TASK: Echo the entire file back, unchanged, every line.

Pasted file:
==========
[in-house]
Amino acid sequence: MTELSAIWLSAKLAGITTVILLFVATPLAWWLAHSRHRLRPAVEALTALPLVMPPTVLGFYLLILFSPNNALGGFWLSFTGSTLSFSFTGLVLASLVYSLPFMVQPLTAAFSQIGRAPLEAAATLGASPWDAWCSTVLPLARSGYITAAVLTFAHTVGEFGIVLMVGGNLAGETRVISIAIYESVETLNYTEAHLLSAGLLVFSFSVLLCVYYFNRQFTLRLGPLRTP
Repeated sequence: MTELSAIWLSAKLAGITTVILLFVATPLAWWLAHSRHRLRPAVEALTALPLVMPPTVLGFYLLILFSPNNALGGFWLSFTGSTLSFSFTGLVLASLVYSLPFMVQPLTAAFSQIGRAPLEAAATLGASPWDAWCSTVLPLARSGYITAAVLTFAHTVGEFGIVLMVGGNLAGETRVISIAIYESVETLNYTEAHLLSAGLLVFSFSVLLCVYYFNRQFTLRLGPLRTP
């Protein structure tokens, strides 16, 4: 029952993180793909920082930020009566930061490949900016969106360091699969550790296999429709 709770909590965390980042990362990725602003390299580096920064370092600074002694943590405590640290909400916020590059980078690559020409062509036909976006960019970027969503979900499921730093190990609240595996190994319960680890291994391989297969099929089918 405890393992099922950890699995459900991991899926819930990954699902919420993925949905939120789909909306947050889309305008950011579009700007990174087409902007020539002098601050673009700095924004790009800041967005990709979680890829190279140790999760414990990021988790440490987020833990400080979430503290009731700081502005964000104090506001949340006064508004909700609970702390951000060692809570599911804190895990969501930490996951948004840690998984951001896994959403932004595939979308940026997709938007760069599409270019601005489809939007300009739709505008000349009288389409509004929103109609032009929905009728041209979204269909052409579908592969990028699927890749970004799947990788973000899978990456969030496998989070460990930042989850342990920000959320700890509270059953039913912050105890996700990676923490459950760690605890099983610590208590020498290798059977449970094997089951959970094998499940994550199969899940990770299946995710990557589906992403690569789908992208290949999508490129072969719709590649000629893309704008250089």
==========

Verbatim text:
[in-house]
Amino acid sequence: MTELSAIWLSAKLAGITTVILLFVATPLAWWLAHSRHRLRPAVEALTALPLVMPPTVLGFYLLILFSPNNALGGFWLSFTGSTLSFSFTGLVLASLVYSLPFMVQPLTAAFSQIGRAPLEAAATLGASPWDAWCSTVLPLARSGYITAAVLTFAHTVGEFGIVLMVGGNLAGETRVISIAIYESVETLNYTEAHLLSAGLLVFSFSVLLCVYYFNRQFTLRLGPLRTP
Repeated sequence: MTELSAIWLSAKLAGITTVILLFVATPLAWWLAHSRHRLRPAVEALTALPLVMPPTVLGFYLLILFSPNNALGGFWLSFTGSTLSFSFTGLVLASLVYSLPFMVQPLTAAFSQIGRAPLEAAATLGASPWDAWCSTVLPLARSGYITAAVLTFAHTVGEFGIVLMVGGNLAGETRVISIAIYESVETLNYTEAHLLSAGLLVFSFSVLLCVYYFNRQFTLRLGPLRTP
């Protein structure tokens, strides 16, 4: 029952993180793909920082930020009566930061490949900016969106360091699969550790296999429709 709770909590965390980042990362990725602003390299580096920064370092600074002694943590405590640290909400916020590059980078690559020409062509036909976006960019970027969503979900499921730093190990609240595996190994319960680890291994391989297969099929089918 405890393992099922950890699995459900991991899926819930990954699902919420993925949905939120789909909306947050889309305008950011579009700007990174087409902007020539002098601050673009700095924004790009800041967005990709979680890829190279140790999760414990990021988790440490987020833990400080979430503290009731700081502005964000104090506001949340006064508004909700609970702390951000060692809570599911804190895990969501930490996951948004840690998984951001896994959403932004595939979308940026997709938007760069599409270019601005489809939007300009739709505008000349009288389409509004929103109609032009929905009728041209979204269909052409579908592969990028699927890749970004799947990788973000899978990456969030496998989070460990930042989850342990920000959320700890509270059953039913912050105890996700990676923490459950760690605890099983610590208590020498290798059977449970094997089951959970094998499940994550199969899940990770299946995710990557589906992403690569789908992208290949999508490129072969719709590649000629893309704008250089």